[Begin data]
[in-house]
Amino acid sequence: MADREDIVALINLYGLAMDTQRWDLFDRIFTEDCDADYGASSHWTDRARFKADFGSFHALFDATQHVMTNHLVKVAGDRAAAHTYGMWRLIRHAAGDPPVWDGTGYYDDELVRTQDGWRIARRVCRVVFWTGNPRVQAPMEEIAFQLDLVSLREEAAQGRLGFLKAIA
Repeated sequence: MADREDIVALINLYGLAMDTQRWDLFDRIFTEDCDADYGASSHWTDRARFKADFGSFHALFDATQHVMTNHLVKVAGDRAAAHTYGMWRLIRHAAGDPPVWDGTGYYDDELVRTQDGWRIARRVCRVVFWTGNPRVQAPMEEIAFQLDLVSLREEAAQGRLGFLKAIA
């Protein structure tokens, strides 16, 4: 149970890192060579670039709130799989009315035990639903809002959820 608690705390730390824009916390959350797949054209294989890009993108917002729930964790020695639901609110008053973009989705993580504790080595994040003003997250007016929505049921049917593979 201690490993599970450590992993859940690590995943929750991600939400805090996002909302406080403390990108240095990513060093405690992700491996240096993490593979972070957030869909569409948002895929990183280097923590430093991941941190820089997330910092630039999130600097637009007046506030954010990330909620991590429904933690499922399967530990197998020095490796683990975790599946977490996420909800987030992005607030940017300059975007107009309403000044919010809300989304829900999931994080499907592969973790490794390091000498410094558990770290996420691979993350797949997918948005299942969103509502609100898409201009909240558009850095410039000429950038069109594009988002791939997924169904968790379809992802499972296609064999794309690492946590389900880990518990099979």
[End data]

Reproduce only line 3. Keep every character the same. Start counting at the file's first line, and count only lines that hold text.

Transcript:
Repeated sequence: MADREDIVALINLYGLAMDTQRWDLFDRIFTEDCDADYGASSHWTDRARFKADFGSFHALFDATQHVMTNHLVKVAGDRAAAHTYGMWRLIRHAAGDPPVWDGTGYYDDELVRTQDGWRIARRVCRVVFWTGNPRVQAPMEEIAFQLDLVSLREEAAQGRLGFLKAIA